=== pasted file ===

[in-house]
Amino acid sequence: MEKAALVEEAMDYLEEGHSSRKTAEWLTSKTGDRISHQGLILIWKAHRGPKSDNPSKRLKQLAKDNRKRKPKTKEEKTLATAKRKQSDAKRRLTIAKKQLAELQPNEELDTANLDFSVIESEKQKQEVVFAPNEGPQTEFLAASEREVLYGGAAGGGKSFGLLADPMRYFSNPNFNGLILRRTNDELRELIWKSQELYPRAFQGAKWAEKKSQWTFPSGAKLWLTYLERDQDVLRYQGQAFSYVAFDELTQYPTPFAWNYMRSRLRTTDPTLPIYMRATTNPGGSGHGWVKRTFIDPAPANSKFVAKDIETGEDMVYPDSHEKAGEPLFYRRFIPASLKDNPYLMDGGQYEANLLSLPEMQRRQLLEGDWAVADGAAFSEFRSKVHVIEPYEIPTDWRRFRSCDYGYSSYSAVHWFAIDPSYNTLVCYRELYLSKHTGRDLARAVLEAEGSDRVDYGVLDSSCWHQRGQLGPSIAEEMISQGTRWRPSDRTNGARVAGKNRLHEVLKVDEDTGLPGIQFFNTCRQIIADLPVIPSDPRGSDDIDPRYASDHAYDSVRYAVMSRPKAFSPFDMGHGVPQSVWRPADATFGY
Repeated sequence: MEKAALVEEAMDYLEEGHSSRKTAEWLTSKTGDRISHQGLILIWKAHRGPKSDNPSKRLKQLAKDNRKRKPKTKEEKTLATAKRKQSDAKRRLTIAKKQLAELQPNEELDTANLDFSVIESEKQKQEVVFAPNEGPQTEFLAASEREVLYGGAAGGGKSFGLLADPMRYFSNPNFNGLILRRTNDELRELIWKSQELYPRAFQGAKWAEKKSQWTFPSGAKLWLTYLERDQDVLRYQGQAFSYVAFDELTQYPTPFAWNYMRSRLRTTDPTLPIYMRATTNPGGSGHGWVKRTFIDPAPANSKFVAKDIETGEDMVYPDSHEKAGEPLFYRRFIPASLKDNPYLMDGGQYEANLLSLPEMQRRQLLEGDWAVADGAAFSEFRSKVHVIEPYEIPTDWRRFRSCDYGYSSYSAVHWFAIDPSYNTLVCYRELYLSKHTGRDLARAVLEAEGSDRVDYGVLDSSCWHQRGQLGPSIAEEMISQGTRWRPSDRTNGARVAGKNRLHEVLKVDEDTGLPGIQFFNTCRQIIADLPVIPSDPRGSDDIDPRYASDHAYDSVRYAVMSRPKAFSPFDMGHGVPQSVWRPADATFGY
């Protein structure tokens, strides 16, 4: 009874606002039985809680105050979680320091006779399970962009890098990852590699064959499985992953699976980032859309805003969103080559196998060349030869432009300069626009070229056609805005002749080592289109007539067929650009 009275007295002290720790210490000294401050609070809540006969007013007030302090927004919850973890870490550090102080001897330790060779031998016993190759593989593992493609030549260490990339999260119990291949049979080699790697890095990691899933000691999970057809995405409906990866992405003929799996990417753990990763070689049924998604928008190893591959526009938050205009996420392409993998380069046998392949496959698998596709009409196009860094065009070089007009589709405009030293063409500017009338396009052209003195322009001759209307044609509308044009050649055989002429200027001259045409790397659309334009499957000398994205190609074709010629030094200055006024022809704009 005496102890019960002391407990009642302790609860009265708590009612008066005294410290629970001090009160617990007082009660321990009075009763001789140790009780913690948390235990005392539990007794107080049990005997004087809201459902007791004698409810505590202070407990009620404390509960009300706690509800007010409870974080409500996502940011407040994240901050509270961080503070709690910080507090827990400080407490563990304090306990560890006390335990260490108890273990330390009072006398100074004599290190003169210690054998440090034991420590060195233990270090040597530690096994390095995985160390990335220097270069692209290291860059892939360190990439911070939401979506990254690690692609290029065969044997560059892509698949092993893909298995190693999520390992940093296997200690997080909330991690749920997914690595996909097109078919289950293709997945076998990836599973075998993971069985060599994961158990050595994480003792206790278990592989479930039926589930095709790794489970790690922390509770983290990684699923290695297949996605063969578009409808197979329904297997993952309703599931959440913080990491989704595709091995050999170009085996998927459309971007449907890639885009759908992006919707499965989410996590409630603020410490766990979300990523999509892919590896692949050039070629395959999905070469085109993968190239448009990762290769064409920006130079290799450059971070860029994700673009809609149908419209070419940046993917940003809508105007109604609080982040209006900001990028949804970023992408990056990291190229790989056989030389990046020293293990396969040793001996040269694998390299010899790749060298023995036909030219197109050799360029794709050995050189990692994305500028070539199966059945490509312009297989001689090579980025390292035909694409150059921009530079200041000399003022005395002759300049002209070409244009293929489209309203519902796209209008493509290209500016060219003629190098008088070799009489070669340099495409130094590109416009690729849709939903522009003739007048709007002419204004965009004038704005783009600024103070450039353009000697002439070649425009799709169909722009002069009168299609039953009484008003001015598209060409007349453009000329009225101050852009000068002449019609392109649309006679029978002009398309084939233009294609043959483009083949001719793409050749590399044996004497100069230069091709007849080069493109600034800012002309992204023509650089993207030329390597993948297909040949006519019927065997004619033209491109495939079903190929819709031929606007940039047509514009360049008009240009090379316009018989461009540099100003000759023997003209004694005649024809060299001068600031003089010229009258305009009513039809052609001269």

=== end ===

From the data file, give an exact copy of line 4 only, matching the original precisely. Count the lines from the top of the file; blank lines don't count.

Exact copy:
């Protein structure tokens, strides 16, 4: 009874606002039985809680105050979680320091006779399970962009890098990852590699064959499985992953699976980032859309805003969103080559196998060349030869432009300069626009070229056609805005002749080592289109007539067929650009 009275007295002290720790210490000294401050609070809540006969007013007030302090927004919850973890870490550090102080001897330790060779031998016993190759593989593992493609030549260490990339999260119990291949049979080699790697890095990691899933000691999970057809995405409906990866992405003929799996990417753990990763070689049924998604928008190893591959526009938050205009996420392409993998380069046998392949496959698998596709009409196009860094065009070089007009589709405009030293063409500017009338396009052209003195322009001759209307044609509308044009050649055989002429200027001259045409790397659309334009499957000398994205190609074709010629030094200055006024022809704009 005496102890019960002391407990009642302790609860009265708590009612008066005294410290629970001090009160617990007082009660321990009075009763001789140790009780913690948390235990005392539990007794107080049990005997004087809201459902007791004698409810505590202070407990009620404390509960009300706690509800007010409870974080409500996502940011407040994240901050509270961080503070709690910080507090827990400080407490563990304090306990560890006390335990260490108890273990330390009072006398100074004599290190003169210690054998440090034991420590060195233990270090040597530690096994390095995985160390990335220097270069692209290291860059892939360190990439911070939401979506990254690690692609290029065969044997560059892509698949092993893909298995190693999520390992940093296997200690997080909330991690749920997914690595996909097109078919289950293709997945076998990836599973075998993971069985060599994961158990050595994480003792206790278990592989479930039926589930095709790794489970790690922390509770983290990684699923290695297949996605063969578009409808197979329904297997993952309703599931959440913080990491989704595709091995050999170009085996998927459309971007449907890639885009759908992006919707499965989410996590409630603020410490766990979300990523999509892919590896692949050039070629395959999905070469085109993968190239448009990762290769064409920006130079290799450059971070860029994700673009809609149908419209070419940046993917940003809508105007109604609080982040209006900001990028949804970023992408990056990291190229790989056989030389990046020293293990396969040793001996040269694998390299010899790749060298023995036909030219197109050799360029794709050995050189990692994305500028070539199966059945490509312009297989001689090579980025390292035909694409150059921009530079200041000399003022005395002759300049002209070409244009293929489209309203519902796209209008493509290209500016060219003629190098008088070799009489070669340099495409130094590109416009690729849709939903522009003739007048709007002419204004965009004038704005783009600024103070450039353009000697002439070649425009799709169909722009002069009168299609039953009484008003001015598209060409007349453009000329009225101050852009000068002449019609392109649309006679029978002009398309084939233009294609043959483009083949001719793409050749590399044996004497100069230069091709007849080069493109600034800012002309992204023509650089993207030329390597993948297909040949006519019927065997004619033209491109495939079903190929819709031929606007940039047509514009360049008009240009090379316009018989461009540099100003000759023997003209004694005649024809060299001068600031003089010229009258305009009513039809052609001269």